Take time to see friends and talk to your husband about everything but his mother's dementia. I know that at times it is the sole topic of conversation in this house and I feel like a big black cloud is hanging over us. I have determined that my time with friends will not be spent detailing the latest crisis but will be a fun chat instead.

    Take care and enjoy your family. Remember you can't get back their baby years. My middle child starts school this year and I am dreading it!
     
  4. mumof3

    mumof3 Registered User

    Feb 6, 2006
    82
    Just wanted to add that I know that my husband went through a phase where he worried that the dementia was hereditary partly because his mum developed it at such a young age. Reading the AS fact sheets helped. Perhaps you could suggest this to your husband.

    I know when the dementia was diagnosed, we went through a why her, why us time. On top of losing both my parents within three years and my husband's step father it just seemed too much to bear. It's official, I now loath hospital visits! It does make you realise though that life is unpredictable, it's precious and it can be short so it makes sense not to waste it. It is also easier if you and your husband are united as a team. Mind you it has taken me about three years to reach this stage!

    Keep reading TP and posting. I think every question I've had has been covered in past threads!
     
  5. Amy

    Amy Registered User

    Jan 4, 2006
    3,453
    Hiya Suzy,
    Pleased you have found us. I know that my brother found it very difficult to cope with mum's dementia. Your husband must have felt very mixed up when he realised that you were becoming ill, because you were running around after his mum. I think men can compartmentalise their lives and emotions, and it sounds as though your husband has closed down on the 'mum compartment'. Let hime know it is OK. He has a duty and responsibility to ensure that she is being cared for - that doesn't mean that you or he have to be hands on carers.
    As others say, you must look after yourself, your children and your marriage. When that is sorted, if there is time and energy and inclination for MIL, then do what you can for her.
    Take care.
    Amy
     
  6. Kayla

    Kayla Registered User

    May 14, 2006
    621
    Kent
    Hi Suzy

    I think you have a huge amount on your plate, but at the end of the day your children must come first. Is it worth having a word with the GP or health visitor to see if they can organise any support for you? Maybe there is a befriending scheme run by Mind or some other support group in your area.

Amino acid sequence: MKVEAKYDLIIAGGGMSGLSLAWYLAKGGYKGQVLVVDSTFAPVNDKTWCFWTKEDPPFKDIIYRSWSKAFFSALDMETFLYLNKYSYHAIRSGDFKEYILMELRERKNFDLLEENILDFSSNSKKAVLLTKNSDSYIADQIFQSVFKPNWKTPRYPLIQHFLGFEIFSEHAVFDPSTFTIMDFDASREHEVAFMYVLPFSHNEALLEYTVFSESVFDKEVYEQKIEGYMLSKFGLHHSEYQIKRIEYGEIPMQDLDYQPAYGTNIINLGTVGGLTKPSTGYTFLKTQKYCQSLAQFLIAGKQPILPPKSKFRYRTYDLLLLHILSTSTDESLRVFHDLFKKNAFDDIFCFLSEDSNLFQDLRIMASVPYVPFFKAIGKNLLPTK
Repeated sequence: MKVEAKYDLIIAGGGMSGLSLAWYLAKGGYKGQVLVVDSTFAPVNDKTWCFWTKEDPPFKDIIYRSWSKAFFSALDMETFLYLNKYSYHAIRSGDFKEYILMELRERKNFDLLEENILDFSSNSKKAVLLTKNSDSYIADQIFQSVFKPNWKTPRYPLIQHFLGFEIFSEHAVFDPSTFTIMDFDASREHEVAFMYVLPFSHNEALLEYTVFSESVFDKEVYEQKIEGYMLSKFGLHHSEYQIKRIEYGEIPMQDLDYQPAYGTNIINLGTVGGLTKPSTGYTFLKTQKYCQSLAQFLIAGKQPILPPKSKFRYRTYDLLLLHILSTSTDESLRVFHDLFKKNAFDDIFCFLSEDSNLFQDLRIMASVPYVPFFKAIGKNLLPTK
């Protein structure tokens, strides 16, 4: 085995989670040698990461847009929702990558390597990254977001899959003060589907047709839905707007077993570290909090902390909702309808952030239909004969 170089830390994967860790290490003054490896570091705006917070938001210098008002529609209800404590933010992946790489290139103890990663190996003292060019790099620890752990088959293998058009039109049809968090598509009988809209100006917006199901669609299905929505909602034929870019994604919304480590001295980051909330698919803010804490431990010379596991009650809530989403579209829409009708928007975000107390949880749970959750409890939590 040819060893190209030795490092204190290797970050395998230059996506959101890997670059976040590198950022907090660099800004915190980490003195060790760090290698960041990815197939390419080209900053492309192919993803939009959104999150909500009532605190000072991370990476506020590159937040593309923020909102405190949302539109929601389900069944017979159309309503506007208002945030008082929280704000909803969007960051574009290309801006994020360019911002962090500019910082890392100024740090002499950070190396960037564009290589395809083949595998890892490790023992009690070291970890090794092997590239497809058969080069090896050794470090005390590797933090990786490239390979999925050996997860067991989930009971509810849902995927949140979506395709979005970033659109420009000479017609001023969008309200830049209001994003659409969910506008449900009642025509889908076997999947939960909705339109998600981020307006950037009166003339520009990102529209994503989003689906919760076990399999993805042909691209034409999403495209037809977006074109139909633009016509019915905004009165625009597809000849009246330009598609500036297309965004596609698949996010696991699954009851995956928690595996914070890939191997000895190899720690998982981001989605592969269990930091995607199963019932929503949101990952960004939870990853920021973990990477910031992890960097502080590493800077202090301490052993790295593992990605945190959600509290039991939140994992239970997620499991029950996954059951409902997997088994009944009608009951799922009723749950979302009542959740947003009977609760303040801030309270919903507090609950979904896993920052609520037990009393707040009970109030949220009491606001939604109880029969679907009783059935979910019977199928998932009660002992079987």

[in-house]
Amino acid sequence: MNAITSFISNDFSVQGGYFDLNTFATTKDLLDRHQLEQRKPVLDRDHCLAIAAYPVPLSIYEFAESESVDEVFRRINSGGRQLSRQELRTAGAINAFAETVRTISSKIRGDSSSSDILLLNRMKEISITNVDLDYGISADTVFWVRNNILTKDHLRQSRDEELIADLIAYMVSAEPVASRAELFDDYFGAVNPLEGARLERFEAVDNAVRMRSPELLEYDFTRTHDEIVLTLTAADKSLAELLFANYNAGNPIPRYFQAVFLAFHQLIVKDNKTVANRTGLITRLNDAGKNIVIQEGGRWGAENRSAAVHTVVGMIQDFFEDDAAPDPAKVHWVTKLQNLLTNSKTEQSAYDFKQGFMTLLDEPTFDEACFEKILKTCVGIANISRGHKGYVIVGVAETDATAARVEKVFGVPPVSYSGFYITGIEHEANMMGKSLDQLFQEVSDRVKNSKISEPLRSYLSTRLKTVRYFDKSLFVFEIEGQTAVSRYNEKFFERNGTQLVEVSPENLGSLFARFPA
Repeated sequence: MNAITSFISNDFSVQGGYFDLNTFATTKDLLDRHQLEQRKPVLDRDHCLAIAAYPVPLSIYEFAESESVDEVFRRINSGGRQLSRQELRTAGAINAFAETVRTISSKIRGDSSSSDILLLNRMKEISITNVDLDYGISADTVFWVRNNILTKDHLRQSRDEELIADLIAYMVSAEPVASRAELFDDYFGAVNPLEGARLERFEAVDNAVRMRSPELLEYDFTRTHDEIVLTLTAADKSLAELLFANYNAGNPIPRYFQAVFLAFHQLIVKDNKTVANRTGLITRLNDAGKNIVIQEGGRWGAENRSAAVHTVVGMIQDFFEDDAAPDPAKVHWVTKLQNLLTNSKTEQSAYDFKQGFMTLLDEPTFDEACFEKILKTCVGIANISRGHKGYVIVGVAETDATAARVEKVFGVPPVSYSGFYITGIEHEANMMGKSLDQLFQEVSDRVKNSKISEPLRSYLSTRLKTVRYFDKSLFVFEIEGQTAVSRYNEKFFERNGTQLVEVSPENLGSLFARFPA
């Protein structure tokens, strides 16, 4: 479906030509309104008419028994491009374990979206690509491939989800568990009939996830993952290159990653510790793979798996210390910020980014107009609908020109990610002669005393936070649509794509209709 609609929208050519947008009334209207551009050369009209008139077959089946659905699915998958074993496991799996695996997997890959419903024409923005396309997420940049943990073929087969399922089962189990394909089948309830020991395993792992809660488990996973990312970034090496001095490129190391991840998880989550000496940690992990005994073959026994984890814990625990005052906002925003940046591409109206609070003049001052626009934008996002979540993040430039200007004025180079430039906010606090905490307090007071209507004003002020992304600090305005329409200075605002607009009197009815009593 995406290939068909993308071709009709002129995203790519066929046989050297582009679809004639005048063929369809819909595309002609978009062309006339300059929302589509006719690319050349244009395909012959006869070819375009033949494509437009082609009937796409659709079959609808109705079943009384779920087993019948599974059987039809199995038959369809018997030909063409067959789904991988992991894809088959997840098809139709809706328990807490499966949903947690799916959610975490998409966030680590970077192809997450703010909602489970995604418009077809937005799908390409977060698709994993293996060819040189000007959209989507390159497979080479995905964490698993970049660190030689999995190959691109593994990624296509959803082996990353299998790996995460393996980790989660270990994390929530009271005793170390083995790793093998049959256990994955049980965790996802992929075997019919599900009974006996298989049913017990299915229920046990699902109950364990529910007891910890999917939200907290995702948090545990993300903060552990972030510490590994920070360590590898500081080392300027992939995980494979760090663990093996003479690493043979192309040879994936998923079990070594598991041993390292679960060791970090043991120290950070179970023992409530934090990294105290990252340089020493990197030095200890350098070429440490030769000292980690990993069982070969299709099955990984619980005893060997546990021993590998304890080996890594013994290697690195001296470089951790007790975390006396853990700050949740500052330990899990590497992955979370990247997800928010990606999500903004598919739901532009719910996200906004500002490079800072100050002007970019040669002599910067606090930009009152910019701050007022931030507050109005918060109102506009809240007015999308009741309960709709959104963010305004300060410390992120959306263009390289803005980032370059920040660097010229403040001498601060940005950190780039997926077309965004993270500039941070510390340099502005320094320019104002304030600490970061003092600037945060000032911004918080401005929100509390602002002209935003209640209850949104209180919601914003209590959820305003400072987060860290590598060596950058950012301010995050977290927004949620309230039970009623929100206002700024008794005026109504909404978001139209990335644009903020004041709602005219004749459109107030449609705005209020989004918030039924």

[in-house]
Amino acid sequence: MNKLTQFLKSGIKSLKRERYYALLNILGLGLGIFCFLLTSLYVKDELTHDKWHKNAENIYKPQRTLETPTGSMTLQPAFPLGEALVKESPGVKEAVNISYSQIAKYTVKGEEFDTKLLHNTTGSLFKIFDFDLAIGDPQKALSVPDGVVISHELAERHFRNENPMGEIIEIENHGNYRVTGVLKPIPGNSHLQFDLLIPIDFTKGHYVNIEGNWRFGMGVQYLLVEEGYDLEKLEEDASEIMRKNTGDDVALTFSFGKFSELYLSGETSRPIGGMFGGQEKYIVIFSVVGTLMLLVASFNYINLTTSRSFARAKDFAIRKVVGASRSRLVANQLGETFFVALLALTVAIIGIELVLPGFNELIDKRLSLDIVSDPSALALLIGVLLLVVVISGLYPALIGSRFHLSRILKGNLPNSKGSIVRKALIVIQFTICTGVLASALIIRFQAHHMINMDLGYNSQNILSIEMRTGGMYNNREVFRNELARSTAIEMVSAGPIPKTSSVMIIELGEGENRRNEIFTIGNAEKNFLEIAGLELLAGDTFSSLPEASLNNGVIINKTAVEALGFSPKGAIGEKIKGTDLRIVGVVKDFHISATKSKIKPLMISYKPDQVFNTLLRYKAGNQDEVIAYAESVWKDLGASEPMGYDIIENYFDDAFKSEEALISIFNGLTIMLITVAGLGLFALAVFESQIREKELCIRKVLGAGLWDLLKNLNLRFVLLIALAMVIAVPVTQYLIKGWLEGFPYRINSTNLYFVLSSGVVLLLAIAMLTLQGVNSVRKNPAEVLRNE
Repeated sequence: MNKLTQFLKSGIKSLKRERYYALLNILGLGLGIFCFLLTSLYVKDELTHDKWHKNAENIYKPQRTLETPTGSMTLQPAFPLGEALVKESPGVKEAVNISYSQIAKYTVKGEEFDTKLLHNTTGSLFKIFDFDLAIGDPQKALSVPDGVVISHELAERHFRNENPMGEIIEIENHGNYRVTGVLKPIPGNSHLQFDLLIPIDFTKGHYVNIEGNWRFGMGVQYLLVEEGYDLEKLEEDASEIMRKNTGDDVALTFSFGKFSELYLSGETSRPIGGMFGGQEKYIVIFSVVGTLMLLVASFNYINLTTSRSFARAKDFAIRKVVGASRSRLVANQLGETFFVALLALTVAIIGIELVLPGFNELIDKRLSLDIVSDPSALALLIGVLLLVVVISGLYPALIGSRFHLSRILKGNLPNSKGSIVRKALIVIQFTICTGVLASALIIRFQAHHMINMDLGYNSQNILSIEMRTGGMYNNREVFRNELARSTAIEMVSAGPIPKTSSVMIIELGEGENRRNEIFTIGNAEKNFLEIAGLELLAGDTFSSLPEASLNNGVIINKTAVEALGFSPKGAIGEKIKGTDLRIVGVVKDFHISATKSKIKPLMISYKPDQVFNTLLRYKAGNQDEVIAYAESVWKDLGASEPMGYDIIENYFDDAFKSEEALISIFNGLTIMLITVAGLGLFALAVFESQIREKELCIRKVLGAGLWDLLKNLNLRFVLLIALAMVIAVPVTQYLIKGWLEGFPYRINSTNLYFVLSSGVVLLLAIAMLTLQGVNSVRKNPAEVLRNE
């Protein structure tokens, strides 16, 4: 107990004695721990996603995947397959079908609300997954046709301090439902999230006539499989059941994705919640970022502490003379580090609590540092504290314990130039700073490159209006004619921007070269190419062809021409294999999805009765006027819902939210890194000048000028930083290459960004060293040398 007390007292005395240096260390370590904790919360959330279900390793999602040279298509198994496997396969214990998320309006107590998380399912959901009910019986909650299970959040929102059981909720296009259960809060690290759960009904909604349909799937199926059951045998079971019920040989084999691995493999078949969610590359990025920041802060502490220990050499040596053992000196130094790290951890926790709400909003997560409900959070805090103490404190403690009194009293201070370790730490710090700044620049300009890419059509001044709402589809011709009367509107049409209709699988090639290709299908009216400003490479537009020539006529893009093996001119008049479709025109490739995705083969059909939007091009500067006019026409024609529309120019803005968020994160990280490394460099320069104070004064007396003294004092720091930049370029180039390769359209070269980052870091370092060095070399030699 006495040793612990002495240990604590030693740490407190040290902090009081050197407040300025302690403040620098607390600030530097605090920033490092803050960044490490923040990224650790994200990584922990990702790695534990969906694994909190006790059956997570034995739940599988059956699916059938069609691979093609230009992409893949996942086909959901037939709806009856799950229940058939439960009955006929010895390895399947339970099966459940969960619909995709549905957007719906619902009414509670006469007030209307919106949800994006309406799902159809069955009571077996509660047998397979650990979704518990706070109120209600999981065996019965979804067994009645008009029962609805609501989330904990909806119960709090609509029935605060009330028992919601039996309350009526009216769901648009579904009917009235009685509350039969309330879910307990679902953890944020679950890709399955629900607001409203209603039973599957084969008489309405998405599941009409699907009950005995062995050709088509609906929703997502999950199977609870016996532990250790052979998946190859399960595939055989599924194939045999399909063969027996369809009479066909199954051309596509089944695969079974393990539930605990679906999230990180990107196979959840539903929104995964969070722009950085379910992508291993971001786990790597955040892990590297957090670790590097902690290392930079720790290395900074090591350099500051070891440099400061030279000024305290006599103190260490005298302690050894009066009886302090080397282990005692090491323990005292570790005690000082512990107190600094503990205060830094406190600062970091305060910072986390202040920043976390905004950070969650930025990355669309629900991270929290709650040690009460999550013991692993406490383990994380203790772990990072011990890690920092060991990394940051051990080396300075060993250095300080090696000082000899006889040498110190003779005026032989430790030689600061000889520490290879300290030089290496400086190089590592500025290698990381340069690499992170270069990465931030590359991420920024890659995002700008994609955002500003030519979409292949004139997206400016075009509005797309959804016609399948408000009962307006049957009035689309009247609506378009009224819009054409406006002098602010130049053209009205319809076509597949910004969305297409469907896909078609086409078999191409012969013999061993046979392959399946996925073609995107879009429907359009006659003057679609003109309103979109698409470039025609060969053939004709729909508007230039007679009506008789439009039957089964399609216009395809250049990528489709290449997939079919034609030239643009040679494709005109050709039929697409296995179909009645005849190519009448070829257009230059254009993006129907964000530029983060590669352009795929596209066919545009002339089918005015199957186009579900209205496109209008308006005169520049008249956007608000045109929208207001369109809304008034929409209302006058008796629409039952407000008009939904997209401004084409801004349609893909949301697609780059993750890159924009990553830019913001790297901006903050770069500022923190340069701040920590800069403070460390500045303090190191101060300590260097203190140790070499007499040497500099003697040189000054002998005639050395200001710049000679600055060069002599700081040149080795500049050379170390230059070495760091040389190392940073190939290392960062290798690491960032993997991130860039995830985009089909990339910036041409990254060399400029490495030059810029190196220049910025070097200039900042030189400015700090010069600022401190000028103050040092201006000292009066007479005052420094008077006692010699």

Looking after two young pre-school children is hard enogh at any time, but an under fives, parent child group might help you to make friends with other Mums (if you have time) Sometimes community groups or Churches run helpful support groups.
    When my Mum was at home it was really hard for me because she always seemed to be more "normal" with other people and I was accused of imagining things. Now she is being looked after by professionals it seems as if a great burden has been lifted from me. I am an only child and there is no one to share the responsility with, apart from my husband.
    Take care of yourself and your own health because if you become ill then you will be unable to help your family and mother-in-law. I'm sure everyone here will be thinking of you.
    Best wishes Kayla.
     
  7. Libby

    Libby Registered User

    May 20, 2006
    625
    North East
    Suzy & momof3

    I'm in s slightly differenct situation with it being my mum, but I totally agree with mumof3
    Just try and think of yourself being older with AD - would you want your childtren spending all their time looking after you, visiting you all the time. I know I wouldn't and I know that my mum (the mum that was) wouldn't either.

    Also, your children are too young to understand why you can't be there for them - it's more important that you spend as much time with them as you can.

    My brother finds it very difficult to go and see Mum - he does every couple of weeks, but I know he doesn't stay long but different pople do react in different ways. My mum can't remember when we've been in to see her anyway!

    Maybe you should try getting away from it all for at least a few days - time for you both to relax away from home

    Take care

    Libs